Does not Paul speak to those who have ears to hear and eyes to see ? Does he not speak to those who would gather themselves and call themselves saints ? Was not the words in Romans 10 directed towards those Roman gentiles who were listening to Paul speak , to that which is written in Romans 10 ?

    Does it not say in Romans 11:13 that Paul is speaking to "you Gentiles" ?

    Did you not say in the post in question, that these verses were speaking to Israel ?

    Does not Romans 10:1 start out with the word "Brethren", as to whom this is being addressed ?

    Paul mentions unbelieving Jews, but his message is unto the Church ! !

    What I want from you Jim, is to whom was Paul speaking in Romans chapter 10 ? ?

    This is the chapter we "were" dealing with, "when" you went off on one of your tangents about Israel.

    Love IN Christ - Hervey
     
  11. Jim1

    Jim1 Regular Member

    263
    +6
    Christian
    Dear Hervey,


    Hervey:

    So , do I assume that you now have changed your mind, which originally stated , that Paul was speaking to the Israel/ Jews, in Romans 10 ?


    Jim:

    I don’t recall saying that Paul spoke to Israel. He spoke of Israel.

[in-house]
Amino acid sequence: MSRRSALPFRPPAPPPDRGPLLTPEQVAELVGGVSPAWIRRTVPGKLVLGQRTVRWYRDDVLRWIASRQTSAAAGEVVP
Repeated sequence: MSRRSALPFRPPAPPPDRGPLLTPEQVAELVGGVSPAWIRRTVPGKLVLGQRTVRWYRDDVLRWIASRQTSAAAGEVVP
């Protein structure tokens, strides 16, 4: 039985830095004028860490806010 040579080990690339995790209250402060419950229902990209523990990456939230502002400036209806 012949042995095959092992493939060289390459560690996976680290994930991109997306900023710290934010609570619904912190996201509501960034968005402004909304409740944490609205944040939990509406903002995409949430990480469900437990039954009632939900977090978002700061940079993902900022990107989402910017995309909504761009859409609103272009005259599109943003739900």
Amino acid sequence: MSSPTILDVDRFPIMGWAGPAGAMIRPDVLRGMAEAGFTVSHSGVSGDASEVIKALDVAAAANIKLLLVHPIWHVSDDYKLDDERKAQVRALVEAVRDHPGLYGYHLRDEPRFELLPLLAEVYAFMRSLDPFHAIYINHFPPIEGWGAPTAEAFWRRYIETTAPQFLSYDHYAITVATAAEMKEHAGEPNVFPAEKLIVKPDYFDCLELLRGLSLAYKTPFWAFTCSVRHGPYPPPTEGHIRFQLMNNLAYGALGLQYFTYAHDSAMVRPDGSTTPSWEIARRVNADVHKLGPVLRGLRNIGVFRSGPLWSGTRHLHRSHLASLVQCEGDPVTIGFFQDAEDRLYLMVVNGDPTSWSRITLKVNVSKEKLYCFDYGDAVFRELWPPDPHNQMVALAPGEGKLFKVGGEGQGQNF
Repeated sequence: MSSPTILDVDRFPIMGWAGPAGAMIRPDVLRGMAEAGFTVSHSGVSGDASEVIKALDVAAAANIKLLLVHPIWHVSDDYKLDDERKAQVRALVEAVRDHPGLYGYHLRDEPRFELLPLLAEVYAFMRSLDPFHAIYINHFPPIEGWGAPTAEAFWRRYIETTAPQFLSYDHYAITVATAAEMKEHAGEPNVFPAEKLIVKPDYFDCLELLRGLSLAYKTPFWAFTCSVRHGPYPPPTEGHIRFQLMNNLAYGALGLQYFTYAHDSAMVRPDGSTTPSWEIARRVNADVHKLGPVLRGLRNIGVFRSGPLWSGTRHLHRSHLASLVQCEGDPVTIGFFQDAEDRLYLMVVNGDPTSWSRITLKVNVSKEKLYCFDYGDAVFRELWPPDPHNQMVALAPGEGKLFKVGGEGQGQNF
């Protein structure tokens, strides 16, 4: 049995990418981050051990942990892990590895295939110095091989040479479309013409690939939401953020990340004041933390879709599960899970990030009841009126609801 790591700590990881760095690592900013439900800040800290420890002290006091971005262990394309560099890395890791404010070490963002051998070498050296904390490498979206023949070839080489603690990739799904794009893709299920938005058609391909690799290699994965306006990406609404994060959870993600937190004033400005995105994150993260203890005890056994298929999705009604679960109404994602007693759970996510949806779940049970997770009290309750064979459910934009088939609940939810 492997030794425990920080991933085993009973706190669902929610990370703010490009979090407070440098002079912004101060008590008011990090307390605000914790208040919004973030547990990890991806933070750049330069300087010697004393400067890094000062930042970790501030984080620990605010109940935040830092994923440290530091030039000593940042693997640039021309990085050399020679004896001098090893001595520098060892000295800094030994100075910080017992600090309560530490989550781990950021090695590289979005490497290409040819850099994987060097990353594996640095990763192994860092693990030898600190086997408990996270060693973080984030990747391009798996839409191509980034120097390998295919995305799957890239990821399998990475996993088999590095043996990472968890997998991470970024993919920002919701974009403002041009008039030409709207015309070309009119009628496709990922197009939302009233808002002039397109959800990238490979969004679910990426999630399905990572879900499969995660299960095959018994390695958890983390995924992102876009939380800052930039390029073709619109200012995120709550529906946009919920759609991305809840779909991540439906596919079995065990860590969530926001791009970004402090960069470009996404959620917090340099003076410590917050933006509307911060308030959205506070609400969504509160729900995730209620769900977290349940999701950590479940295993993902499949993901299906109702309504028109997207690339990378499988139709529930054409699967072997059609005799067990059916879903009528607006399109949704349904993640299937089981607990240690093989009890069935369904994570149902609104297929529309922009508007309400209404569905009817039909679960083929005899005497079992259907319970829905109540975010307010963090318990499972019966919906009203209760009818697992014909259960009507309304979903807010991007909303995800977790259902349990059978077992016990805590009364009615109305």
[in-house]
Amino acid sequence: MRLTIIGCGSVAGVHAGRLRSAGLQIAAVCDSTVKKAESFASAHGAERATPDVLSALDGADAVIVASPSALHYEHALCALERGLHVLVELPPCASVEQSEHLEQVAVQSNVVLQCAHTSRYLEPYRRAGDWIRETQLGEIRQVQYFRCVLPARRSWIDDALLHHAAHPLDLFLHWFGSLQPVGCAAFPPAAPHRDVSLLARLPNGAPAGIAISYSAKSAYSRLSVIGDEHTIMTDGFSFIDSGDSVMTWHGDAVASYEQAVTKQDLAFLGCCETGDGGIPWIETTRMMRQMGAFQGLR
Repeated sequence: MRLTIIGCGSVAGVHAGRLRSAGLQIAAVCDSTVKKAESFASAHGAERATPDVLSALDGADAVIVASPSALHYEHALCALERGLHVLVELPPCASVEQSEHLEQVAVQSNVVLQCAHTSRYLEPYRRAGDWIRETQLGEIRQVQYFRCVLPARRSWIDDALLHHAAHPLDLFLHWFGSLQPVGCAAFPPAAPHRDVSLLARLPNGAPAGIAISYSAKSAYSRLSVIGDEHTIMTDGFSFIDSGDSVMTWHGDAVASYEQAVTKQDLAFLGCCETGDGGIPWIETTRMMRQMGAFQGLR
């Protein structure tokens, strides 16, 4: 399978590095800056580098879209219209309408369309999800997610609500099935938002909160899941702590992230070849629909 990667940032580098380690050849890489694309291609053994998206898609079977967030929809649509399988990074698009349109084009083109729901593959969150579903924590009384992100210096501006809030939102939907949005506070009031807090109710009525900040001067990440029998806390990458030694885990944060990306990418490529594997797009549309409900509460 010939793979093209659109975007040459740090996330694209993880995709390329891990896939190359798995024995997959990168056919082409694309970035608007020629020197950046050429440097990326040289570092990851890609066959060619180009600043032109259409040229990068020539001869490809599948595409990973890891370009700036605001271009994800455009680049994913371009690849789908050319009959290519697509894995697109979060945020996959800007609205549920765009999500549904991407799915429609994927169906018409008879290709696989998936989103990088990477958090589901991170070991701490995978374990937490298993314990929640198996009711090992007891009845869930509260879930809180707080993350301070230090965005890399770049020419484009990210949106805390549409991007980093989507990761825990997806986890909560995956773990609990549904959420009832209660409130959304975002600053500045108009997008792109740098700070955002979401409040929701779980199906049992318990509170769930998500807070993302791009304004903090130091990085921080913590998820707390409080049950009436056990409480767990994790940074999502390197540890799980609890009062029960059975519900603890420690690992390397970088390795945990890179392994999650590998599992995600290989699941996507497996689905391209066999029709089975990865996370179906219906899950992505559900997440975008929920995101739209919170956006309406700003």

Hervey:

    Does not Romans 10:1 start out with the word "Brethren", as to whom this is being addressed ?


    Jim:

    He’s speaking to the Church regarding Israel. The audience is the Church. The subject is Israel.


    Sincerely,
    Jim
     
  12. Hervey

    Hervey Member

    481
    +0
    Hi Jim:

    In the post in question, you did not imply that Paul was speaking to the Church about Israel !

    Here is a part of "that" post >

    Israel was looking for their Messiah to come. In Luke 7:16-23, John the Baptist sent two of his disciples to ask of Christ, “Art thou he that should come? or look we for another?” In response, Christ sent them back to John to tell him of the miracles and preaching that they witnessed as proof of His identity. In Acts 2:25-36, Peter quotes Psalms 16:9-11 and 110:1, stating that these prophecies regarding the Messiah for Whom Israel was looking, which speak of His soul not being left in hell and of His ascension into heaven, were already fulfilled in Jesus Christ.